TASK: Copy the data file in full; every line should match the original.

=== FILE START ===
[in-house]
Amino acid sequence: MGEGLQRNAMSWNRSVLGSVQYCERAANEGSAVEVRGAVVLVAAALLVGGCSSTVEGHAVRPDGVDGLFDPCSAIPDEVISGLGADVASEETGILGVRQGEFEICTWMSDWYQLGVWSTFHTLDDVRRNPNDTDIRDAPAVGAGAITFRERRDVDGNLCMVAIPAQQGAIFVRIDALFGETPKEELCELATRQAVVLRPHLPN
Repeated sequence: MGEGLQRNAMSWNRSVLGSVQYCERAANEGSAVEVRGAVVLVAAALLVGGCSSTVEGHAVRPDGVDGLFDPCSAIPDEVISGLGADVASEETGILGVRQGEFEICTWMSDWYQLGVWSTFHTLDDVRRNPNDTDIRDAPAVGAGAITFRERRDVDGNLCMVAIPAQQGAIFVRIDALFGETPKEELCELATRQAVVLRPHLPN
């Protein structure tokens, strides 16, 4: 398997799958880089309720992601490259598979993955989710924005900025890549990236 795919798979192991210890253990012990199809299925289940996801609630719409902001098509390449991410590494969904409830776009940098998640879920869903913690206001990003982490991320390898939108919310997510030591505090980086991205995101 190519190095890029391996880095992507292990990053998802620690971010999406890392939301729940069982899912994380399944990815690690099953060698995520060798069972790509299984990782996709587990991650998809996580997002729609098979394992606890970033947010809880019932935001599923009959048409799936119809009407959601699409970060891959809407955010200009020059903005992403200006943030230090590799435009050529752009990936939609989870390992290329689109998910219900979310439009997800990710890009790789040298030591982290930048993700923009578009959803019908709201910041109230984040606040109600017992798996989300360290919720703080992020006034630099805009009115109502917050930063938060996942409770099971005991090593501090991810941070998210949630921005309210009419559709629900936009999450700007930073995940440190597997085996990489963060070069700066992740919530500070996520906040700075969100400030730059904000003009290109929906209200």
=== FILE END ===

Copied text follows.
[in-house]
Amino acid sequence: MGEGLQRNAMSWNRSVLGSVQYCERAANEGSAVEVRGAVVLVAAALLVGGCSSTVEGHAVRPDGVDGLFDPCSAIPDEVISGLGADVASEETGILGVRQGEFEICTWMSDWYQLGVWSTFHTLDDVRRNPNDTDIRDAPAVGAGAITFRERRDVDGNLCMVAIPAQQGAIFVRIDALFGETPKEELCELATRQAVVLRPHLPN
Repeated sequence: MGEGLQRNAMSWNRSVLGSVQYCERAANEGSAVEVRGAVVLVAAALLVGGCSSTVEGHAVRPDGVDGLFDPCSAIPDEVISGLGADVASEETGILGVRQGEFEICTWMSDWYQLGVWSTFHTLDDVRRNPNDTDIRDAPAVGAGAITFRERRDVDGNLCMVAIPAQQGAIFVRIDALFGETPKEELCELATRQAVVLRPHLPN
């Protein structure tokens, strides 16, 4: 398997799958880089309720992601490259598979993955989710924005900025890549990236 795919798979192991210890253990012990199809299925289940996801609630719409902001098509390449991410590494969904409830776009940098998640879920869903913690206001990003982490991320390898939108919310997510030591505090980086991205995101 190519190095890029391996880095992507292990990053998802620690971010999406890392939301729940069982899912994380399944990815690690099953060698995520060798069972790509299984990782996709587990991650998809996580997002729609098979394992606890970033947010809880019932935001599923009959048409799936119809009407959601699409970060891959809407955010200009020059903005992403200006943030230090590799435009050529752009990936939609989870390992290329689109998910219900979310439009997800990710890009790789040298030591982290930048993700923009578009959803019908709201910041109230984040606040109600017992798996989300360290919720703080992020006034630099805009009115109502917050930063938060996942409770099971005991090593501090991810941070998210949630921005309210009419559709629900936009999450700007930073995940440190597997085996990489963060070069700066992740919530500070996520906040700075969100400030730059904000003009290109929906209200």